Mort was as good as his word, even though I would occasionally hear that he was peeved about this or that item concerning this or that pal. In July 2005, then-New York Times reporter Judith Miller, a close Zuckerman friend, phoned him from jail in Virginia to complain bitterly about a mocking item reporting that her husband, Jason Epstein, was taking a luxury Mediterranean cruise during her incarceration. Mort insisted — via a top editor — that I write a sympathetic follow-up item expressing my delight that Epstein was able to get away from the stress of Plamegate. [E.A.]
Forcing Grove to write a "sympathetic" item about his close friend--I'd call that interference. .... If that's what it's like when Zuckerman's "as good as his word," what's his word worth? 12:22 P.M.

On This Week, former Secretary of State James Baker said his Iraq Study Group would present options in between "stay the course" and "cut and run." So what's in between? "Stability First" and "Redeploy and Contain," according to the New York Sun's reporting. The Sun argues that both options leave out "the long-term vision of democracy in Iraq with regular elections." But the Sun doesn't make clear the extent to which "Stability First"--the apparently preferred choice--would give up on the current, elected Maliki government. Nor is it clear from the Sun's scoop what anti-democratic concessions might be made in the negotiations Baker envisions with Iraq and Syria. More leaks needed. [via JustOneMinute] 11:50 A.M.

MediaNews' Sacramento bureau on California's 2006 contrarianism:

Across the country, Republicans are taking a beating: ...[snip] ... Yet, oddly enough, in California it may be Democrats who have the most reason to fear Election Day. Not only does their gubernatorial candidate, Phil Angelides, trail Gov. Arnold Schwarzenegger heavily in the polls, but there is growing concern that if Angelides does not inspire Democrats to vote, low party turnout could seal the fate of other vulnerable Democrats — and even left-leaning ballot propositions. [E.A.]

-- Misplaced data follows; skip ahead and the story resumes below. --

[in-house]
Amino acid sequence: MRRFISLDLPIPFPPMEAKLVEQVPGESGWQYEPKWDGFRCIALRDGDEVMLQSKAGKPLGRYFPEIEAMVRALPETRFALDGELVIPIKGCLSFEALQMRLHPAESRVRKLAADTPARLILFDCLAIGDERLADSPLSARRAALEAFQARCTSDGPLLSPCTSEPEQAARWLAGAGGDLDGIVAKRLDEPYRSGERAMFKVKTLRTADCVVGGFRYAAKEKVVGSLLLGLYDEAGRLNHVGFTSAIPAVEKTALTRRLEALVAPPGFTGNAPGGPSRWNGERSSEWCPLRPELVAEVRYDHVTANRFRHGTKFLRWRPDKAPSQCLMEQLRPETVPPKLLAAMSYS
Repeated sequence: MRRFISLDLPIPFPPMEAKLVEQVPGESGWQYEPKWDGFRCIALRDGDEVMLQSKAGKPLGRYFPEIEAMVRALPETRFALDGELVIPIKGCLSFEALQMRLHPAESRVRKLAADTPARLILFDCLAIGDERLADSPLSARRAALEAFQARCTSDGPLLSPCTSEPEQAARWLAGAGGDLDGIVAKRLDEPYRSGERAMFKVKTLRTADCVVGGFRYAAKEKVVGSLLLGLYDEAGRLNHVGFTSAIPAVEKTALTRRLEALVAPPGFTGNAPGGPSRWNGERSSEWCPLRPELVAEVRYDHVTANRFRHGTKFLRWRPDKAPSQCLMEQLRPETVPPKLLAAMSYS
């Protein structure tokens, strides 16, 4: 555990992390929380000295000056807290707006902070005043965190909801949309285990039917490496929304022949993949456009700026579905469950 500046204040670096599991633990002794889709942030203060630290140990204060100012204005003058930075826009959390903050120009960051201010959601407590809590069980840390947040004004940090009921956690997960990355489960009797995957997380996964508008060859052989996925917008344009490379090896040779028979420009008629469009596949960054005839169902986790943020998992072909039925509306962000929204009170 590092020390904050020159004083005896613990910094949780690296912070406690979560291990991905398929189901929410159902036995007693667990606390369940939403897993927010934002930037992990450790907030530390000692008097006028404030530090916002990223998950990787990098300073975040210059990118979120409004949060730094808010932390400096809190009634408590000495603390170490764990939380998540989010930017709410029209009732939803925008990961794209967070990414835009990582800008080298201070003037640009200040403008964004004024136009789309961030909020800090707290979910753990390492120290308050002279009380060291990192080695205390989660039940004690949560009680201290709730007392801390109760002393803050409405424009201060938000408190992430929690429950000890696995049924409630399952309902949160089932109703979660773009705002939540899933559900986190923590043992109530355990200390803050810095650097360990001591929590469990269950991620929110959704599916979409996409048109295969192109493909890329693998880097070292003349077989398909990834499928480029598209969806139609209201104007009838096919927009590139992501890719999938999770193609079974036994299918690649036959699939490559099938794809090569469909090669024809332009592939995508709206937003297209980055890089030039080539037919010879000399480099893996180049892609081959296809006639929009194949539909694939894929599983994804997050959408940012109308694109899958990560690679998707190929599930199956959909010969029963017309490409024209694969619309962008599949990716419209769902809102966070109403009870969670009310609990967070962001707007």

As blogger Steve Smith has noted, this may require a reevaluation of Minority Leader Nancy Pelosi's decision to support an incumbent-protection gerrymander of California's House districts--as opposed to a less-safe line-drawing that would have let Democrats capitalize on a "wave" of support. It turns out that California's Democrats are so weak there probably won't be a wave! Pelosi brilliantly anticipated this failure.

Old CW on Pelosi: Weak, short-sighted hack.

New CW on Pelosi: Clairvoyant and cunning!
4:14 P.M.

Next on Oprah: Andrew Sullivan and Mark Halperin, "When Blogs Become Flogs" ... 4:15 PA.M.

Just a reminder: With Mel Gibson, there may be more going on than just alcohol ... or alcohol + anti-Semitism ... or even alcohol + anti-Semitism + "rage." ... I again refer readers to the last paragraph of this pro-Mel puffer. ... ... 3:19 P.M.

"Food Stamps in Four Hours": You think Ronald Reagan could have gotten some campaign mileage out of this LAT story lauding a program that gets "immigrants who are reluctant to get help from the government" to sign up for food stamps? ... Wake up, Republicans! You've got to make your meal out of the ingredients at hand.... And don't worry that any criticism of food stamps-for-immigrants will alienate Latinos--the vast majority of whom almost certainly share mainstream attitudes about welfare. Indeed, the point of the LAT's story is that the Latino work ethic is so strong that they disproportionately resist welfare:

"The Mexican man is macho. He doesn't want to come to this country and beg," said Alfonso Chavez, the Community Action Partnership's outreach coordinator. [E.A.]

Luckily, an innovative Department of Agriculture program enables Community Action Partnership to break down these archaic anti-begging prejudices! ...

P.S.: What's most amazing about the LAT story is writer Jennifer Delson's insistence on portraying this as a great thing ("Food Stamp Program Finally Speaks Their Language"). I can't tell if she's clueless or consciously propagandizing. ...

P.P.S.: Food stamps were the one welfare program to survive the 1996 welfare reform. That was the deal struck, and it's not unreasonable. The food aid is there for those who need it. But doesn't mean the government should go around encouraging people to come get their dole on. If low-income Americans are too committed to self-sufficiency to sign up for food stamps, as many are, that's a pride to be valued and respected, no? ...It's doubly problematic to affirmatively recruit new welfare recipients when many of the beneficiaries will be recent immigrants, including illegal immigrants (whose American-born children are eligible for food stamps, according to the LAT). You don't have to be a Minuteman to worry about the incentive structure this creates: 'Cross the border, have an 'anchor baby,' get free food.' ... [via Drudge] 12:50 A.M. link